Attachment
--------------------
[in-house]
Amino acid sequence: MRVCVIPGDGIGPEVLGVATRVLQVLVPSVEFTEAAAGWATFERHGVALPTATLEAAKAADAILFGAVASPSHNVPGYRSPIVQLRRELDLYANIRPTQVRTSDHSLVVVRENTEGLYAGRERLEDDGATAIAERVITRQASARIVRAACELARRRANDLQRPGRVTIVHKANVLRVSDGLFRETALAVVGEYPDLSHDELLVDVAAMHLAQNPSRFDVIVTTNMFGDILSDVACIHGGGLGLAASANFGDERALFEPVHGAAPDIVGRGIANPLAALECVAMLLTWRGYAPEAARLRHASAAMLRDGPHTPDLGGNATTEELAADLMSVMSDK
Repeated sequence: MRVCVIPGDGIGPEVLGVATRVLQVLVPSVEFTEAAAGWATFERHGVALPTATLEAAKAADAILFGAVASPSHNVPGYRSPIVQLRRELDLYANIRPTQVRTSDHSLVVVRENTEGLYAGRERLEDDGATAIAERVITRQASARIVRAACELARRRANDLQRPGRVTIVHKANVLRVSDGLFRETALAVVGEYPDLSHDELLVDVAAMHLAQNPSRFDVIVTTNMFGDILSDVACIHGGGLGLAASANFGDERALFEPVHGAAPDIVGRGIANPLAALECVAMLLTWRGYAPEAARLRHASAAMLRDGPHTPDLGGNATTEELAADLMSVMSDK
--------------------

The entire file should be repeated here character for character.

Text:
[in-house]
Amino acid sequence: MRVCVIPGDGIGPEVLGVATRVLQVLVPSVEFTEAAAGWATFERHGVALPTATLEAAKAADAILFGAVASPSHNVPGYRSPIVQLRRELDLYANIRPTQVRTSDHSLVVVRENTEGLYAGRERLEDDGATAIAERVITRQASARIVRAACELARRRANDLQRPGRVTIVHKANVLRVSDGLFRETALAVVGEYPDLSHDELLVDVAAMHLAQNPSRFDVIVTTNMFGDILSDVACIHGGGLGLAASANFGDERALFEPVHGAAPDIVGRGIANPLAALECVAMLLTWRGYAPEAARLRHASAAMLRDGPHTPDLGGNATTEELAADLMSVMSDK
Repeated sequence: MRVCVIPGDGIGPEVLGVATRVLQVLVPSVEFTEAAAGWATFERHGVALPTATLEAAKAADAILFGAVASPSHNVPGYRSPIVQLRRELDLYANIRPTQVRTSDHSLVVVRENTEGLYAGRERLEDDGATAIAERVITRQASARIVRAACELARRRANDLQRPGRVTIVHKANVLRVSDGLFRETALAVVGEYPDLSHDELLVDVAAMHLAQNPSRFDVIVTTNMFGDILSDVACIHGGGLGLAASANFGDERALFEPVHGAAPDIVGRGIANPLAALECVAMLLTWRGYAPEAARLRHASAAMLRDGPHTPDLGGNATTEELAADLMSVMSDK